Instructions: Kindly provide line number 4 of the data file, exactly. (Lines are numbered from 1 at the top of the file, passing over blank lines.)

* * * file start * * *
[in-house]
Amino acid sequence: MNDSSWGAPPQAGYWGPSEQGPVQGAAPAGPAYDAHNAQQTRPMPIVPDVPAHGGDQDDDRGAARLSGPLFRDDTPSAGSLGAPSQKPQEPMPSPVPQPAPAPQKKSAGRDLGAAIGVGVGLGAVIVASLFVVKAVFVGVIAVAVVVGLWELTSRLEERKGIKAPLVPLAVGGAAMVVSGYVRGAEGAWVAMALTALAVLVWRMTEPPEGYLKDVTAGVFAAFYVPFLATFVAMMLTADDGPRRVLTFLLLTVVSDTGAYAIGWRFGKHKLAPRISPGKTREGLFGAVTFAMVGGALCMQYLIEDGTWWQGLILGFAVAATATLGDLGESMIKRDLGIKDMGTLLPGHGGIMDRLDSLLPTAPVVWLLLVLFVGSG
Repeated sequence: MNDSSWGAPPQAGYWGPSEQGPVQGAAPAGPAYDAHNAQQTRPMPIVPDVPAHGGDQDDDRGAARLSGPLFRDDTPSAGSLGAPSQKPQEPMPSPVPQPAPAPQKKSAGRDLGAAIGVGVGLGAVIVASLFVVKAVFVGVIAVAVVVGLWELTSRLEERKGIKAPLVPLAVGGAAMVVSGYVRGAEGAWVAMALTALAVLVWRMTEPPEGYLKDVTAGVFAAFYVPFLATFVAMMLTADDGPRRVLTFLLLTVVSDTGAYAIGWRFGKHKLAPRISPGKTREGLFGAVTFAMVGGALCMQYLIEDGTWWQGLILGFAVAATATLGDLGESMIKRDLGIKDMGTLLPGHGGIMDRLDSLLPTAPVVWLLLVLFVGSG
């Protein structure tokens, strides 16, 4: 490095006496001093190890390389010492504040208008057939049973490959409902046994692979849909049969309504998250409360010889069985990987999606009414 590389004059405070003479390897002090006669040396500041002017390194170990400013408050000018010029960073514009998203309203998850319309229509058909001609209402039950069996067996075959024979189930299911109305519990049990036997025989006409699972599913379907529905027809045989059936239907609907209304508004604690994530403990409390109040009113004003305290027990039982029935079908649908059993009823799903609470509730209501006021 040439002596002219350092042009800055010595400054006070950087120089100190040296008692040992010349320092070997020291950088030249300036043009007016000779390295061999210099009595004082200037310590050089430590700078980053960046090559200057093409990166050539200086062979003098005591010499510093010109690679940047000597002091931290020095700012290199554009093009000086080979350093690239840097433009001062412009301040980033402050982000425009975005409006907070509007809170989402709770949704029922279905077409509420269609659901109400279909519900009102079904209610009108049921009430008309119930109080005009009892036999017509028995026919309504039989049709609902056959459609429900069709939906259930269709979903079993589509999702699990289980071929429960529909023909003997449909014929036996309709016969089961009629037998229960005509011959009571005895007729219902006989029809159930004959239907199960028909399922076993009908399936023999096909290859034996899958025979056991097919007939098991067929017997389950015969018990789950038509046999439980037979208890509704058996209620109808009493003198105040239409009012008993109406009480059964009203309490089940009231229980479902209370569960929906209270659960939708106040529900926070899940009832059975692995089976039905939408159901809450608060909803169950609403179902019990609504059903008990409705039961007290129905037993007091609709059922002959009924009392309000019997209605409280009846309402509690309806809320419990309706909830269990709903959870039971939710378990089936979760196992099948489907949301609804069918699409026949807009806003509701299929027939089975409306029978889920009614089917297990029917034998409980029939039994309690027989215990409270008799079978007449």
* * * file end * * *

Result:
């Protein structure tokens, strides 16, 4: 490095006496001093190890390389010492504040208008057939049973490959409902046994692979849909049969309504998250409360010889069985990987999606009414 590389004059405070003479390897002090006669040396500041002017390194170990400013408050000018010029960073514009998203309203998850319309229509058909001609209402039950069996067996075959024979189930299911109305519990049990036997025989006409699972599913379907529905027809045989059936239907609907209304508004604690994530403990409390109040009113004003305290027990039982029935079908649908059993009823799903609470509730209501006021 040439002596002219350092042009800055010595400054006070950087120089100190040296008692040992010349320092070997020291950088030249300036043009007016000779390295061999210099009595004082200037310590050089430590700078980053960046090559200057093409990166050539200086062979003098005591010499510093010109690679940047000597002091931290020095700012290199554009093009000086080979350093690239840097433009001062412009301040980033402050982000425009975005409006907070509007809170989402709770949704029922279905077409509420269609659901109400279909519900009102079904209610009108049921009430008309119930109080005009009892036999017509028995026919309504039989049709609902056959459609429900069709939906259930269709979903079993589509999702699990289980071929429960529909023909003997449909014929036996309709016969089961009629037998229960005509011959009571005895007729219902006989029809159930004959239907199960028909399922076993009908399936023999096909290859034996899958025979056991097919007939098991067929017997389950015969018990789950038509046999439980037979208890509704058996209620109808009493003198105040239409009012008993109406009480059964009203309490089940009231229980479902209370569960929906209270659960939708106040529900926070899940009832059975692995089976039905939408159901809450608060909803169950609403179902019990609504059903008990409705039961007290129905037993007091609709059922002959009924009392309000019997209605409280009846309402509690309806809320419990309706909830269990709903959870039971939710378990089936979760196992099948489907949301609804069918699409026949807009806003509701299929027939089975409306029978889920009614089917297990029917034998409980029939039994309690027989215990409270008799079978007449």